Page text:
Rock ‘n’ roll Hall of Fame announces nominees for induction

Hall of Fame offers fans an opportunity to officially participate in the induction selection process for eligible nominees who released their first recording no later than 1991 The nominees for the 2017 induction into the Rock and Roll Hall of Fame were announced on Oct. 18. Nineteen artists are being considered for induction, which will take place in the spring at the Barclays Center. While some performers are being nominated for the first time, a few repeat nominees have appeared on the ballot in hopes of finally being enshrined alongside legends like The Beatles, Elvis Presley and Led Zeppelin. One of the most highly requested bands for induction is the San Francisco-based band Journey.

From 1980 to 1986, the band released some of the most iconic songs of the 1980s, including classics like “Anyway You Want It,” “Separate Ways (Worlds Apart)” and one of the most downloaded songs in digital music history, “Don’t Stop Believin’.” Journey has been eligible for induction since 2000, but the band was consistently ignored by the Hall of Fame. When it comes to the question of which members would be inducted, the Hall of Fame is primarily using the lineup that recorded the albums Escape, Frontiers and Trial By Fire. That lineup consists of lead singer Steve Perry, guitarist Neal Schon, bass guitarist Ross Valory, keyboardist and rhythm guitarist Jonathan Cain and drummer Steve Smith.

Joining alongside them will be two of the band’s founding members, original drummer Aynsley Dunbar and original lead vocalist, keyboardist and Hammond organist Gregg Rolie. Rolie also happens to be the only member in Journey to already be in the Hall of Fame. He was inducted in 1999 for performing the same duties as part of Santana’s classic lineup. No members from 1998 onward will be inducted, including their current singer Arnel Pineda. The biggest question of a possible Journey induction involves Perry, as people are wondering whether he will perform with the band for a couple of songs or he will simply give an acceptance speech and the current lineup will perform instead, similar to Deep Purple’s induction earlier this year.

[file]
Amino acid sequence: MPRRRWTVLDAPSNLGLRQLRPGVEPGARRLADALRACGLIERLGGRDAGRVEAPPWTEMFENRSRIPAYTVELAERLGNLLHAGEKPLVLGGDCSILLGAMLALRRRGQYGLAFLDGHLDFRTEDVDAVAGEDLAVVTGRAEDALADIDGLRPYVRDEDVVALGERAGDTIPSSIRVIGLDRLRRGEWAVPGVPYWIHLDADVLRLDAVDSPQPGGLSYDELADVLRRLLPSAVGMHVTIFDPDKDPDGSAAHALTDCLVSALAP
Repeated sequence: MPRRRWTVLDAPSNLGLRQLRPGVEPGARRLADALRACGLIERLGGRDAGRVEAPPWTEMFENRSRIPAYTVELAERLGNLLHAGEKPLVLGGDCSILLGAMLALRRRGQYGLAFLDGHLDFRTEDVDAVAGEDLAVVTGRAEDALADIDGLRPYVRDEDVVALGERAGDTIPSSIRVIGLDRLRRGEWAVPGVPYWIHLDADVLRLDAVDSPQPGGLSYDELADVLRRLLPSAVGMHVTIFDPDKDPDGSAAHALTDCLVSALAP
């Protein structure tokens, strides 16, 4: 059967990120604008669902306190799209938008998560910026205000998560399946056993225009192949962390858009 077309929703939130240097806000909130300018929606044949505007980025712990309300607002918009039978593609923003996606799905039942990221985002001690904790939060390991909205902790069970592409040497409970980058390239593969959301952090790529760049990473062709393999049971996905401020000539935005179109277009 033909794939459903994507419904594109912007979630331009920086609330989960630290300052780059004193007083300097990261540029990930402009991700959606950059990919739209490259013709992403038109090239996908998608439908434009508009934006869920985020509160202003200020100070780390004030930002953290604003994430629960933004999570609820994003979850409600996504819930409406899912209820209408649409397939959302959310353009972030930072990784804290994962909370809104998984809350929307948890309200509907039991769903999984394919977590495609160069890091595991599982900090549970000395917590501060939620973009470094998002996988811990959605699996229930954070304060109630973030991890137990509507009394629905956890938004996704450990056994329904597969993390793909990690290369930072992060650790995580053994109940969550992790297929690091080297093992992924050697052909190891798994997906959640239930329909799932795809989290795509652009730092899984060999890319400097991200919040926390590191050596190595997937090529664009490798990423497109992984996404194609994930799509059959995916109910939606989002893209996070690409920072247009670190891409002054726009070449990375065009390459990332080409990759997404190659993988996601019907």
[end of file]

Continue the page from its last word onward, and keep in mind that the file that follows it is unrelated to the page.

For all of Journey’s success, a group that superseded the band in terms of hits is also being nominated for the first time. The Electric Light Orchestra was formed by avant-garde pop artist Roy Wood and multi-instrumentalist and famed producer Jeff Lynne. Between 1974 and 1986, the band released 20 hit singles in the United States, including classics like “Don’t Bring Me Down,” “Evil Woman” and “Mr. Blue Sky.” In lieu of the band’s successful 2015 comeback album Alone In the Universe and its equally popular tour, the nomination could be seen as the apex of Lynne’s recent winning streak.

In the grand scheme of things, especially when it comes to Lynne’s efforts as a producer, ELO’s induction is definitely warranted. While the current iteration of ELO could be seen as a glorified solo effort, the induction will see Lynne reuniting with Wood and two of his former bandmates, keyboardist Richard Tandy and estranged original drummer Bev Bevan. Alternative rock has dominated the ballot this year; nominees for the Hall of Fame include Bad Brains, Depeche Mode and Jane’s Addiction. Pearl Jam is definitely the biggest nominee in this genre, with 26 years in the public eye and 60 million records sold worldwide.